Tremayne Perry is one of the lucky ones. A gay black man living in Atlanta, Perry is HIV-negative. And the financial manager is planning to stay that way.
“You have to have the conversation with your partner,” said Perry, adding that he gets tested for HIV twice a year. “Ask the question. Beyond that, even if everyone is negative, you still have to use protection when you are engaging in sexual activities. It is something that I practice. But not everything is 100 percent foolproof.”
Perry shared his story after the U.S. Centers for Disease Control and Prevention in Atlanta announced stunning news this week: About half of all gay and bisexual black men in the U.S. will be diagnosed with HIV — the virus that causes AIDS — during their lifetime.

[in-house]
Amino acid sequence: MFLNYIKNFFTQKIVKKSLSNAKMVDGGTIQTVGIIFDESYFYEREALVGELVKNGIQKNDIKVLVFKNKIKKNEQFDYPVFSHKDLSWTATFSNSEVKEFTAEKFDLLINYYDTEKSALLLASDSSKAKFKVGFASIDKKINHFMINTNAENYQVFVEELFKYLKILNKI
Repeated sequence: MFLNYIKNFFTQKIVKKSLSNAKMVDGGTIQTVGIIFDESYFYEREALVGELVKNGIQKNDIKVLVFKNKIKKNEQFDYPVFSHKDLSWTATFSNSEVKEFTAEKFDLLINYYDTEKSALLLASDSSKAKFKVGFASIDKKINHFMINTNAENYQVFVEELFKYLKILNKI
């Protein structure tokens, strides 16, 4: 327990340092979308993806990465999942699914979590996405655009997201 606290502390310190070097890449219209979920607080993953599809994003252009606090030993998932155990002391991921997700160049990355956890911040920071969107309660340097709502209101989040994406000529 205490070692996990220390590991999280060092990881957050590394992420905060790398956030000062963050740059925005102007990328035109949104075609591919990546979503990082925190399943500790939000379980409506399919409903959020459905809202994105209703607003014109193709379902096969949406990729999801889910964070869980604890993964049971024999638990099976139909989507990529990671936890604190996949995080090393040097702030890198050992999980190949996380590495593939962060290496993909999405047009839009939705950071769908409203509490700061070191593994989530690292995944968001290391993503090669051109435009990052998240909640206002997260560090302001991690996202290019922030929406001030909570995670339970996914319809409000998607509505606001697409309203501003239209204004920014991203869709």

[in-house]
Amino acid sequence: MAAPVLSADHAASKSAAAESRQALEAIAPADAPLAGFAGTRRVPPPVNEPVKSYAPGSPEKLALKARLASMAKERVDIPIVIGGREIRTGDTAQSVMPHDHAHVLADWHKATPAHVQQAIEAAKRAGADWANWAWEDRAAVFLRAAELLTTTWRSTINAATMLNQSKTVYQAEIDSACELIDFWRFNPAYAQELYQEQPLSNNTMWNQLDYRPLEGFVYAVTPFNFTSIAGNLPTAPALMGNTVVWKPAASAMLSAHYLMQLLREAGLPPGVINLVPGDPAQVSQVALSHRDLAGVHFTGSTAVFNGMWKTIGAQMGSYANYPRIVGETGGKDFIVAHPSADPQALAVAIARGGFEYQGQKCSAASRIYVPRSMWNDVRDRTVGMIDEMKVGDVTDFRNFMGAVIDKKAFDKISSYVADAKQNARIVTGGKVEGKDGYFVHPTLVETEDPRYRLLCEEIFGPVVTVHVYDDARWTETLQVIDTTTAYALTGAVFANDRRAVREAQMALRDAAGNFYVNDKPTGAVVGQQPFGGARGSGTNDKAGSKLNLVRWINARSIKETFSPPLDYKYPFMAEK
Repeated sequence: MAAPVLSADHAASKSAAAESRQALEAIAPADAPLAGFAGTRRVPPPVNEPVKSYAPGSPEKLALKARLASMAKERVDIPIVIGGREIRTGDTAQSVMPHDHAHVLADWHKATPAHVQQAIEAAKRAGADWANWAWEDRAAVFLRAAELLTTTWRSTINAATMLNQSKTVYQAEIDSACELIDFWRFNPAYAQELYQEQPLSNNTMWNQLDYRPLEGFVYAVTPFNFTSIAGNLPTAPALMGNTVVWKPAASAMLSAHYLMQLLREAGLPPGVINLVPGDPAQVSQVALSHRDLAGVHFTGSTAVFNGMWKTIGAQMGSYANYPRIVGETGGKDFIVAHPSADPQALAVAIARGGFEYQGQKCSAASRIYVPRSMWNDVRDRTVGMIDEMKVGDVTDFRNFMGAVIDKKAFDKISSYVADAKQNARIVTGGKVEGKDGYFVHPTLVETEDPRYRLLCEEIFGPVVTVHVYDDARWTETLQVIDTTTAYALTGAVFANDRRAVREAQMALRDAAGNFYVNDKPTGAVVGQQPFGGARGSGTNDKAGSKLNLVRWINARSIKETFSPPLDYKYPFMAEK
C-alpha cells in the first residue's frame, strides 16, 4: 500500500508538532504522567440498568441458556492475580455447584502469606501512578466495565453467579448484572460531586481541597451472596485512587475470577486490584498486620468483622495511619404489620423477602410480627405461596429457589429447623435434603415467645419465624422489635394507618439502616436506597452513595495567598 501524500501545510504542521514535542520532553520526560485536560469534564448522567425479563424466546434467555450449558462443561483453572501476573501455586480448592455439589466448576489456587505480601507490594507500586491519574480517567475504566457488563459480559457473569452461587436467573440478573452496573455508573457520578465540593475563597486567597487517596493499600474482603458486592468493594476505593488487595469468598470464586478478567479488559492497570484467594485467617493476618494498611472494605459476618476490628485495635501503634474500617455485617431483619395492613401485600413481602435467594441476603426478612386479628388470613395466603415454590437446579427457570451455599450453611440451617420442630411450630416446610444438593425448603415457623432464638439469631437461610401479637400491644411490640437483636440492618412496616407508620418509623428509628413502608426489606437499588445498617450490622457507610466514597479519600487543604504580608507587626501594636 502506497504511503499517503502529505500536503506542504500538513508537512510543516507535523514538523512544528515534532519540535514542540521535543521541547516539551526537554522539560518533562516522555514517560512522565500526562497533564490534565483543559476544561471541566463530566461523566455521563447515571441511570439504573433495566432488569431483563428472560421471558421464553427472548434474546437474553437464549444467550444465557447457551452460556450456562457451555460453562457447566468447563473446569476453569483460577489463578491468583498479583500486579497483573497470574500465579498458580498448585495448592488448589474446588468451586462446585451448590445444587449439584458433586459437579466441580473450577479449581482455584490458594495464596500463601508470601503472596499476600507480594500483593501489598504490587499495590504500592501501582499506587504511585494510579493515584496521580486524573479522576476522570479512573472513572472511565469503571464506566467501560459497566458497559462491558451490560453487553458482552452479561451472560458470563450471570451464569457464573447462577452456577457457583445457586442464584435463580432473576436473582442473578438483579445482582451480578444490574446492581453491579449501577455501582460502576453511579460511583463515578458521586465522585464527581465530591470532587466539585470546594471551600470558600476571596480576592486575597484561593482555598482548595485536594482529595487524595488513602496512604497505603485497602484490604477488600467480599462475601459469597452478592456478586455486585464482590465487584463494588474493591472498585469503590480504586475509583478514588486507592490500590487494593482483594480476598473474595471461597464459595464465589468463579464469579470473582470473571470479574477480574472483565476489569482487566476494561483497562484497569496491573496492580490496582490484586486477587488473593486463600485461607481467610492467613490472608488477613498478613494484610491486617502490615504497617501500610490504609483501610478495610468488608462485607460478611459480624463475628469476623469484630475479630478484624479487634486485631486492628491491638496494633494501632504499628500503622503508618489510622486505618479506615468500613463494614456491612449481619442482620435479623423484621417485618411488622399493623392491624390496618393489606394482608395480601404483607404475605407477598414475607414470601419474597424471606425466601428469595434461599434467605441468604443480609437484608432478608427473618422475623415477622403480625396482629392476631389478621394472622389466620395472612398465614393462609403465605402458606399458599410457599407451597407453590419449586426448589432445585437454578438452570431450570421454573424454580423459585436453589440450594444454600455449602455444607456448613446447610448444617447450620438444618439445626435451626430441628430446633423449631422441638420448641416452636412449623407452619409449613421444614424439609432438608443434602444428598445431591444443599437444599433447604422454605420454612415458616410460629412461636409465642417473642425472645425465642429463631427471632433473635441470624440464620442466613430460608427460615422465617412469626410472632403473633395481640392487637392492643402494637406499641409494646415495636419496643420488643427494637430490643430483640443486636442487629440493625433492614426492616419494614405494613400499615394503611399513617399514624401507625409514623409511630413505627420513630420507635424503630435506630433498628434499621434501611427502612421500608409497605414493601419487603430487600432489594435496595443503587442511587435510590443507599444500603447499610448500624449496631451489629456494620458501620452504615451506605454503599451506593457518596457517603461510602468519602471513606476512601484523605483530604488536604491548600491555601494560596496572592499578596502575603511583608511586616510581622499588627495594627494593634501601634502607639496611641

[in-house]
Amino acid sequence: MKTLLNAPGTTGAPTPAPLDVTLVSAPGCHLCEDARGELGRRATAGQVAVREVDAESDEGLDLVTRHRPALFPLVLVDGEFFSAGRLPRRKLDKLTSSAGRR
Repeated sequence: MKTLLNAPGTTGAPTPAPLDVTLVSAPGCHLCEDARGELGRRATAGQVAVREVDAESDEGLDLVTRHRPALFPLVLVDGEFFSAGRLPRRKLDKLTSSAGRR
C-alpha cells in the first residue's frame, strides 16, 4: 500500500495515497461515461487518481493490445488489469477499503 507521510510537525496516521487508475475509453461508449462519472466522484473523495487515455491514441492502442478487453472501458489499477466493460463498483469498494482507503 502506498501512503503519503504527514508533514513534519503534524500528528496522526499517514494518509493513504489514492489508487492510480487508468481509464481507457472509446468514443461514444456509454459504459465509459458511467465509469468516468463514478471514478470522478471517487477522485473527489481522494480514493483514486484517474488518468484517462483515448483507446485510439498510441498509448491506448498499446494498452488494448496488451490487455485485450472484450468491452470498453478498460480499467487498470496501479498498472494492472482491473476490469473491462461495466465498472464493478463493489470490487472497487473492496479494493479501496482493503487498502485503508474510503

Presented this week at a conference in Boston, the CDC study found the HIV epidemic is hitting gay and bisexual men the hardest. Overall, 1 in 6 gay and bisexual men will be diagnosed with HIV. That includes 1 in 2 blacks, 1 in 4 Hispanics and 1 in 11 whites. In contrast, the rate of infection for heterosexual men is 1 in 473.
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